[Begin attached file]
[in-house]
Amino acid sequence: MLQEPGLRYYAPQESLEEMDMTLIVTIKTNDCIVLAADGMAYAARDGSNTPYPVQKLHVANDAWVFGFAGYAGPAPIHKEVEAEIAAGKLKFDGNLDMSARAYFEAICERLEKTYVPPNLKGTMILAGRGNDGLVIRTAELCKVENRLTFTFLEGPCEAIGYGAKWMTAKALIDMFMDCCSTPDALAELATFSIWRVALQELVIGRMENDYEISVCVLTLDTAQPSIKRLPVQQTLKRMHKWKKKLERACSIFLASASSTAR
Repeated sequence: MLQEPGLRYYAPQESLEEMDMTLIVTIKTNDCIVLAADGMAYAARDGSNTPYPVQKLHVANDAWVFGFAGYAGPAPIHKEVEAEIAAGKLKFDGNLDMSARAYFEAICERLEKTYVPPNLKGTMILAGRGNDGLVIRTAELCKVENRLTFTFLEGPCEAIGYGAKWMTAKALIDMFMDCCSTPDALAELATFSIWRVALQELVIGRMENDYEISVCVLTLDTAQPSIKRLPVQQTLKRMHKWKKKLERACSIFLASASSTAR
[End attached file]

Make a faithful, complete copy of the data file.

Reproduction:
[in-house]
Amino acid sequence: MLQEPGLRYYAPQESLEEMDMTLIVTIKTNDCIVLAADGMAYAARDGSNTPYPVQKLHVANDAWVFGFAGYAGPAPIHKEVEAEIAAGKLKFDGNLDMSARAYFEAICERLEKTYVPPNLKGTMILAGRGNDGLVIRTAELCKVENRLTFTFLEGPCEAIGYGAKWMTAKALIDMFMDCCSTPDALAELATFSIWRVALQELVIGRMENDYEISVCVLTLDTAQPSIKRLPVQQTLKRMHKWKKKLERACSIFLASASSTAR
Repeated sequence: MLQEPGLRYYAPQESLEEMDMTLIVTIKTNDCIVLAADGMAYAARDGSNTPYPVQKLHVANDAWVFGFAGYAGPAPIHKEVEAEIAAGKLKFDGNLDMSARAYFEAICERLEKTYVPPNLKGTMILAGRGNDGLVIRTAELCKVENRLTFTFLEGPCEAIGYGAKWMTAKALIDMFMDCCSTPDALAELATFSIWRVALQELVIGRMENDYEISVCVLTLDTAQPSIKRLPVQQTLKRMHKWKKKLERACSIFLASASSTAR